Sound is a longitudinal wave in which the disturbance is a change in the pressure in the air (or other medium).

Sound

Like any wave, sound is characterized by a velocity and a wavelength.

Sound

As with any wave, the disturbance travels, and energy travels, but the material (air) “sloshes back and forth” mostly in one place.

Sound: Speed

The speed of a sound wave depends on the mechanical properties of the material through which it moves.

Gas:

Liquid:

Solid:

Sound: Energetics

The energy carried by a sound wave per second is its power:

Power has SI units of J/s = W (watts)

Sound: Energetics

We define the intensity of a sound wave as the power it carries perpendicularly through a surface, divided by the area of the surface:

Intensity has SI units of W/m2.

Intensity decreases from surface 1 to surface 2.

Sound: Energetics

If the source of the sound wave radiates waves equally in all directions (spherically symmetric):

sphere area

Sound: Energetics

We can compare the intensities of two sound waves in terms of intensity levels:

b is dimensionless, but is labeled with units of decibels (dB).

I0 is a reference level: usually the “threshhold of hearing,” 1.0×10-12 W/m2 .

The Doppler Effect

The Dopeler Effect is what happens when a stupid idea seems like a good idea because it comes at you really fast.

The Doppler Effect

The Doppler Effect is the change in observed frequency of a sound wave (other sorts of waves, too) because of the movement of either the source, or the observer, or both, relative to the air through which the sound is traveling.

The Doppler Effect

The Doppler Effect is the change in observed frequency of a sound wave (other sorts of waves, too) because of the movement of either the source, or the observer, or both, relative to the air through which the sound is traveling.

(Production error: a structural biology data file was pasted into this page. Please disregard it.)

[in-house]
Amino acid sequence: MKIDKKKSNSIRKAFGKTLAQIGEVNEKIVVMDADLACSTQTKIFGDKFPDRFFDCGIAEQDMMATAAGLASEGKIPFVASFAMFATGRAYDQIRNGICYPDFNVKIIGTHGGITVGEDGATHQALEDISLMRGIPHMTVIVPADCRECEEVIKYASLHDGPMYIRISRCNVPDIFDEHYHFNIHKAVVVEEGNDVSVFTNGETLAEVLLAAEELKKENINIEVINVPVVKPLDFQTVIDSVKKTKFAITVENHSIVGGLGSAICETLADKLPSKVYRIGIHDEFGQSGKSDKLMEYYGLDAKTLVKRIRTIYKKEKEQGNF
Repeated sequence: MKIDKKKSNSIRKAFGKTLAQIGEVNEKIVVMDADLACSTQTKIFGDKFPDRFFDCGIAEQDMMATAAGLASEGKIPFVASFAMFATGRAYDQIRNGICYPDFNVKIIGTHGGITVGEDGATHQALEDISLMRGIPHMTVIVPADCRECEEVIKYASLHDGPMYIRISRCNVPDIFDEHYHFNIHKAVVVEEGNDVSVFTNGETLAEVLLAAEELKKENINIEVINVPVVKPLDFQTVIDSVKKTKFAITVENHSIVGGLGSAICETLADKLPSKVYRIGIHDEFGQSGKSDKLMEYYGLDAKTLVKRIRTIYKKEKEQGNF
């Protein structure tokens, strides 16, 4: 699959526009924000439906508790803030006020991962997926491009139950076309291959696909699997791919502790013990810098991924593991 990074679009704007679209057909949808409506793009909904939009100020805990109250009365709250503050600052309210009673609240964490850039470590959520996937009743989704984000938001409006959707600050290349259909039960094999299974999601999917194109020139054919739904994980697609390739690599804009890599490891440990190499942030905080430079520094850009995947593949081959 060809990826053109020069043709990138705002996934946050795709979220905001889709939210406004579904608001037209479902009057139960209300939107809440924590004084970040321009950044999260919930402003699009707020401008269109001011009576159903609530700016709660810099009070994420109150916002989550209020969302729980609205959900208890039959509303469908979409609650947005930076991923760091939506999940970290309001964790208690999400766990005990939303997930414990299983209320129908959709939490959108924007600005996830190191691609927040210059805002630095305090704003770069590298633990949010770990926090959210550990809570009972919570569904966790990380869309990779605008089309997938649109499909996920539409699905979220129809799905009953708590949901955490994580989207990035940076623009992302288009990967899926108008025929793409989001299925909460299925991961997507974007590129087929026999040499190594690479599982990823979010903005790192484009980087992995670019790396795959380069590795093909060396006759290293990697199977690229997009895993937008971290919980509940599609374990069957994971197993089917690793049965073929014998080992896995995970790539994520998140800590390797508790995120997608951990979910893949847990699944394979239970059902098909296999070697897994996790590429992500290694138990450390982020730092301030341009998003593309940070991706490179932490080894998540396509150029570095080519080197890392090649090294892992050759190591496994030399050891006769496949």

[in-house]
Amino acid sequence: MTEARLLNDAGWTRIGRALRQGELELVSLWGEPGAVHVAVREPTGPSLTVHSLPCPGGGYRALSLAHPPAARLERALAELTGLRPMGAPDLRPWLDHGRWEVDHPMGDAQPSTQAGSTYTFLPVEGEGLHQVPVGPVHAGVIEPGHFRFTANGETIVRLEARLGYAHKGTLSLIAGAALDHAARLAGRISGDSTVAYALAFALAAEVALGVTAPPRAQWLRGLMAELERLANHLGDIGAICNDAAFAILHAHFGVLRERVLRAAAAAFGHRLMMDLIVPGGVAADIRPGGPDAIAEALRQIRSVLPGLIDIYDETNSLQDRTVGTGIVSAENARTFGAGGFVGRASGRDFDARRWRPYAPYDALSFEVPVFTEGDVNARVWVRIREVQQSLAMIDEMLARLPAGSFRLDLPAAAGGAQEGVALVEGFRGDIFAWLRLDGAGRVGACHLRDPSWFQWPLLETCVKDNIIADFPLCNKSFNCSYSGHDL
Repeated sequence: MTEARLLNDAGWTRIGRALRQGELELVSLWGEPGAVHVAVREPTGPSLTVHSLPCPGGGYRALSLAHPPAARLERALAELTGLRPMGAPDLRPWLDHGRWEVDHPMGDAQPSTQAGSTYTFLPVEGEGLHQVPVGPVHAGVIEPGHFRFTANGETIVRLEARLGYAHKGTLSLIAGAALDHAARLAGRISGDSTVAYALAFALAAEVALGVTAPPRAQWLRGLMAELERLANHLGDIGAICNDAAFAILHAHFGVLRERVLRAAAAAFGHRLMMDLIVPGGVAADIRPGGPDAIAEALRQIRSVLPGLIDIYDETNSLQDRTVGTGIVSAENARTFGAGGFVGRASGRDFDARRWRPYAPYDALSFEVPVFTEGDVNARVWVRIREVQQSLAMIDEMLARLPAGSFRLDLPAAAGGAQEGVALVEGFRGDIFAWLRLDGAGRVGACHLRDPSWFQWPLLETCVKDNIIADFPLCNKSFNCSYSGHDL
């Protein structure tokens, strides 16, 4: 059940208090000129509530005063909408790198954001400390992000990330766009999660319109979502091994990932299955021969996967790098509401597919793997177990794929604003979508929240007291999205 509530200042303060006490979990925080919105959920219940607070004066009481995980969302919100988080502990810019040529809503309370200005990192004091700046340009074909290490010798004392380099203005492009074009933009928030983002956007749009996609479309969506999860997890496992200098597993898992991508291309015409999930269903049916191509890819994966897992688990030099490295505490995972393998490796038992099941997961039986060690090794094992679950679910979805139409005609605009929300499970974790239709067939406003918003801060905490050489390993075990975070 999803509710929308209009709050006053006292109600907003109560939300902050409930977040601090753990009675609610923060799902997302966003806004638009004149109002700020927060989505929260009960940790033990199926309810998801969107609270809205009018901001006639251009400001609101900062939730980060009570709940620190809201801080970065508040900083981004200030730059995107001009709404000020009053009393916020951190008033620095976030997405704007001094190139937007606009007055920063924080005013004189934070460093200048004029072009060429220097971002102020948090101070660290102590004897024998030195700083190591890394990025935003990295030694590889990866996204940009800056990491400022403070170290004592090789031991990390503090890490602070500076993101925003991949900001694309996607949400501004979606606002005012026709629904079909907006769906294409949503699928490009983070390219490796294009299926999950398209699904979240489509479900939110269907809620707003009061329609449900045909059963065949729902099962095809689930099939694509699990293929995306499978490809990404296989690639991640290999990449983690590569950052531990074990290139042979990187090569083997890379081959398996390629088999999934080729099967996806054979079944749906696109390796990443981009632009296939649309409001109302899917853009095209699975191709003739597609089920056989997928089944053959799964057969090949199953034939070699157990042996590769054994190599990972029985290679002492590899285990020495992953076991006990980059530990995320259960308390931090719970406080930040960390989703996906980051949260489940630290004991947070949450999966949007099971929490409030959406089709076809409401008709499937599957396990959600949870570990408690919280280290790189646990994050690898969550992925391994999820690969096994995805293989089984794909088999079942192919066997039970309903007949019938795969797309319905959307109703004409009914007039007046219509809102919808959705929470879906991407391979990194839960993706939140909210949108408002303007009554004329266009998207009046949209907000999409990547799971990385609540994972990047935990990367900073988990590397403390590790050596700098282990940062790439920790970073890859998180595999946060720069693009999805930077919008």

The observer’s motion causes him to intercept more waves per second than he would if he were standing still.

The Doppler Effect

Equations for a stationary source and moving observer:

observer moves away from source

observer moves toward source

The Doppler Effect

General case (both source and observer move relative to the air):

“+” if observer moves toward source; “-” if observer moves away from source

“-” if source moves toward observer; “+” if source moves away from observer

Ch. 16 Takeaways

Wavelength, frequency, period, velocity:

Wave equation:

Ch. 16 Takeaways

Transverse wave on string:

Sound intensity: Spherically symmetric source:

Sound intensity level:

Ch. 16 Takeaways

Doppler effect: moving source, stationary observer:

source moves away from observer

source moves toward observer

observed frequency

source frequency

speed of source

speed of sound

Ch. 16 Takeaways

Doppler effect: moving observer, stationary source:

observer moves away from source

observer moves toward source

Ch. 16 Takeaways

Doppler effect, general (both source and observer move):

“+” if observer moves toward source; “-” if observer moves away from source

“-” if source moves toward observer; “+” if source moves away from observer